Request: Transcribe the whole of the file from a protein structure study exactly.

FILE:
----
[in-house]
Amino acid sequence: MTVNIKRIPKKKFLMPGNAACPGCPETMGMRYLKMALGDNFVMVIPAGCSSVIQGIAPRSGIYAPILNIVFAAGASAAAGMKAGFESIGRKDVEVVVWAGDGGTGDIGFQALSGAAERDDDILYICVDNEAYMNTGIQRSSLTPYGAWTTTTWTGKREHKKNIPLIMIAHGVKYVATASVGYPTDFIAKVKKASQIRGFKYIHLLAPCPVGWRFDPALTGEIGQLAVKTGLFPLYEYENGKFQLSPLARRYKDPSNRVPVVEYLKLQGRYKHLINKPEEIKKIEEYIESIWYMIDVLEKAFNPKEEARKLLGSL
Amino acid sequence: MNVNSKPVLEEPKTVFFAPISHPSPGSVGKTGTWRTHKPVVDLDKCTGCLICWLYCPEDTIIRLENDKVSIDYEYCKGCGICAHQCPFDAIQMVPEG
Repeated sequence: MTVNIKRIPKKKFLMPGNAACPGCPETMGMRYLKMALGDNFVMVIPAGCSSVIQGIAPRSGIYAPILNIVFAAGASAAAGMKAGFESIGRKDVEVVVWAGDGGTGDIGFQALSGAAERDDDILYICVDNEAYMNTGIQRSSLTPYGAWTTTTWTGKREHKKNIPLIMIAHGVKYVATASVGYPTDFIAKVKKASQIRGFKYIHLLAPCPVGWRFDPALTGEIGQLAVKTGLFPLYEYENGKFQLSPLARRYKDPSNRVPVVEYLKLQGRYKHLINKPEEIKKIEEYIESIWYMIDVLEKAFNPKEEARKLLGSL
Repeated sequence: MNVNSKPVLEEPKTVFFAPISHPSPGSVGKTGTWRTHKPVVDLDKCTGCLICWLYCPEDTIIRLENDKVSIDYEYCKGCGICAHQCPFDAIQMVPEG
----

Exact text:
[in-house]
Amino acid sequence: MTVNIKRIPKKKFLMPGNAACPGCPETMGMRYLKMALGDNFVMVIPAGCSSVIQGIAPRSGIYAPILNIVFAAGASAAAGMKAGFESIGRKDVEVVVWAGDGGTGDIGFQALSGAAERDDDILYICVDNEAYMNTGIQRSSLTPYGAWTTTTWTGKREHKKNIPLIMIAHGVKYVATASVGYPTDFIAKVKKASQIRGFKYIHLLAPCPVGWRFDPALTGEIGQLAVKTGLFPLYEYENGKFQLSPLARRYKDPSNRVPVVEYLKLQGRYKHLINKPEEIKKIEEYIESIWYMIDVLEKAFNPKEEARKLLGSL
Amino acid sequence: MNVNSKPVLEEPKTVFFAPISHPSPGSVGKTGTWRTHKPVVDLDKCTGCLICWLYCPEDTIIRLENDKVSIDYEYCKGCGICAHQCPFDAIQMVPEG
Repeated sequence: MTVNIKRIPKKKFLMPGNAACPGCPETMGMRYLKMALGDNFVMVIPAGCSSVIQGIAPRSGIYAPILNIVFAAGASAAAGMKAGFESIGRKDVEVVVWAGDGGTGDIGFQALSGAAERDDDILYICVDNEAYMNTGIQRSSLTPYGAWTTTTWTGKREHKKNIPLIMIAHGVKYVATASVGYPTDFIAKVKKASQIRGFKYIHLLAPCPVGWRFDPALTGEIGQLAVKTGLFPLYEYENGKFQLSPLARRYKDPSNRVPVVEYLKLQGRYKHLINKPEEIKKIEEYIESIWYMIDVLEKAFNPKEEARKLLGSL
Repeated sequence: MNVNSKPVLEEPKTVFFAPISHPSPGSVGKTGTWRTHKPVVDLDKCTGCLICWLYCPEDTIIRLENDKVSIDYEYCKGCGICAHQCPFDAIQMVPEG